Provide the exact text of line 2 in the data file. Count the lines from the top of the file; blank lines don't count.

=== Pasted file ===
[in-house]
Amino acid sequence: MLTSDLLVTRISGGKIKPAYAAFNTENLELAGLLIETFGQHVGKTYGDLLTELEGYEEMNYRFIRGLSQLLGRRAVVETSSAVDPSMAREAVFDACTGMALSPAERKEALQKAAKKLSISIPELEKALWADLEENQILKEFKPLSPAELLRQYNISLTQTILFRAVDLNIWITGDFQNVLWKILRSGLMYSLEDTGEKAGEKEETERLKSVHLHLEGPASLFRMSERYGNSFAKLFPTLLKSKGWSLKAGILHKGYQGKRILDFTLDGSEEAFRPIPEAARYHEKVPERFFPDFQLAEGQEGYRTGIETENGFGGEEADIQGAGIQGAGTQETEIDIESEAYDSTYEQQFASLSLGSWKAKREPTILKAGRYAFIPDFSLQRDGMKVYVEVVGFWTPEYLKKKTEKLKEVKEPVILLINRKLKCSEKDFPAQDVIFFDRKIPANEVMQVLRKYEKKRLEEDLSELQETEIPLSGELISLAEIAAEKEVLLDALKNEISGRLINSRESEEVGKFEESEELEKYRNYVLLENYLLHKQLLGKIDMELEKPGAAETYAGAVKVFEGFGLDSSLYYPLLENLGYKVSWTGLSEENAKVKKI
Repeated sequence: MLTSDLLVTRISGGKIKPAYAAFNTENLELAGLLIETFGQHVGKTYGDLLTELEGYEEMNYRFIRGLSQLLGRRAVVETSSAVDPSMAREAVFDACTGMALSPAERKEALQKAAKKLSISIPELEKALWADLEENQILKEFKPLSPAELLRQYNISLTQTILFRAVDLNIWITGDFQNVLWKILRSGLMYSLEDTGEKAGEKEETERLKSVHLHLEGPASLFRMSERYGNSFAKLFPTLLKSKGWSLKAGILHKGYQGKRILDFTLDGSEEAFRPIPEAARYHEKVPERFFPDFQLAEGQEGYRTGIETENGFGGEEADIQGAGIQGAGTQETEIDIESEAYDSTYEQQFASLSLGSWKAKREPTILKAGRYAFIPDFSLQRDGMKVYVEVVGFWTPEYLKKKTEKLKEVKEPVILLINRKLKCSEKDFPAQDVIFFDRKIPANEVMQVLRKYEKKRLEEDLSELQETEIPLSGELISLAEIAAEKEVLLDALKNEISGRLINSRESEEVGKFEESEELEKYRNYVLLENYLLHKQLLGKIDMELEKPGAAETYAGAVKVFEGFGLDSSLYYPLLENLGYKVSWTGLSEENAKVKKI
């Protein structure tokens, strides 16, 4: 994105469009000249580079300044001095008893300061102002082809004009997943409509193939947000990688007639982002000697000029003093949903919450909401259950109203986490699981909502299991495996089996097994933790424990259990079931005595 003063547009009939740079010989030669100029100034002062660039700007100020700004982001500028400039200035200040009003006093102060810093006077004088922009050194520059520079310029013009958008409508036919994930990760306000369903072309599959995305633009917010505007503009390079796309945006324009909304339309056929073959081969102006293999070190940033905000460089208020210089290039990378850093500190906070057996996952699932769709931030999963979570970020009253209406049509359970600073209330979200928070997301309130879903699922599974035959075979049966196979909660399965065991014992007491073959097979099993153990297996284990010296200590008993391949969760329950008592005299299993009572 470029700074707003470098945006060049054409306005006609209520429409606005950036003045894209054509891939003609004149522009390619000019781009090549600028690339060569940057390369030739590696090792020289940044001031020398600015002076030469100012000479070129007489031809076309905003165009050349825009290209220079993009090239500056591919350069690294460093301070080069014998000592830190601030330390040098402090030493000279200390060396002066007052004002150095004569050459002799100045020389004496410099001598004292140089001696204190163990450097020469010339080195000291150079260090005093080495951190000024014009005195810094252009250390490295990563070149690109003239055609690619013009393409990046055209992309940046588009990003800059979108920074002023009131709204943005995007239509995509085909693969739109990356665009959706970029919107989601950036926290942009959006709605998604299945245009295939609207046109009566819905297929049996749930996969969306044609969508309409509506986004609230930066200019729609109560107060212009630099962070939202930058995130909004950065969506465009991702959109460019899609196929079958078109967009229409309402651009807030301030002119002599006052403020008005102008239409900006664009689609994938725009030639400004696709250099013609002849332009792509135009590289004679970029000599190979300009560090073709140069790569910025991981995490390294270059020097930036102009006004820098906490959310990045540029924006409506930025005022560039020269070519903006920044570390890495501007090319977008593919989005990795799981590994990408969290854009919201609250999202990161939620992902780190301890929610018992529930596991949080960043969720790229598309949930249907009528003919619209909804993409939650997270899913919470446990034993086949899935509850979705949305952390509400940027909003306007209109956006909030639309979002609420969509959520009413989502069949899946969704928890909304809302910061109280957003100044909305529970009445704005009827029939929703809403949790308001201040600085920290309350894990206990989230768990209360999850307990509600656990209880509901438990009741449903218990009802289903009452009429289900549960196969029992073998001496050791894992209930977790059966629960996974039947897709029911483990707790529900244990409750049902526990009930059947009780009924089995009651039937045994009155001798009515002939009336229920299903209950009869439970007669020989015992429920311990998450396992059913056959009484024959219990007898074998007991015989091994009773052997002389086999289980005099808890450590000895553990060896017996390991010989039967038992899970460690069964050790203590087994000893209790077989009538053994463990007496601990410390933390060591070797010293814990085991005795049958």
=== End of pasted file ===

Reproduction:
Amino acid sequence: MLTSDLLVTRISGGKIKPAYAAFNTENLELAGLLIETFGQHVGKTYGDLLTELEGYEEMNYRFIRGLSQLLGRRAVVETSSAVDPSMAREAVFDACTGMALSPAERKEALQKAAKKLSISIPELEKALWADLEENQILKEFKPLSPAELLRQYNISLTQTILFRAVDLNIWITGDFQNVLWKILRSGLMYSLEDTGEKAGEKEETERLKSVHLHLEGPASLFRMSERYGNSFAKLFPTLLKSKGWSLKAGILHKGYQGKRILDFTLDGSEEAFRPIPEAARYHEKVPERFFPDFQLAEGQEGYRTGIETENGFGGEEADIQGAGIQGAGTQETEIDIESEAYDSTYEQQFASLSLGSWKAKREPTILKAGRYAFIPDFSLQRDGMKVYVEVVGFWTPEYLKKKTEKLKEVKEPVILLINRKLKCSEKDFPAQDVIFFDRKIPANEVMQVLRKYEKKRLEEDLSELQETEIPLSGELISLAEIAAEKEVLLDALKNEISGRLINSRESEEVGKFEESEELEKYRNYVLLENYLLHKQLLGKIDMELEKPGAAETYAGAVKVFEGFGLDSSLYYPLLENLGYKVSWTGLSEENAKVKKI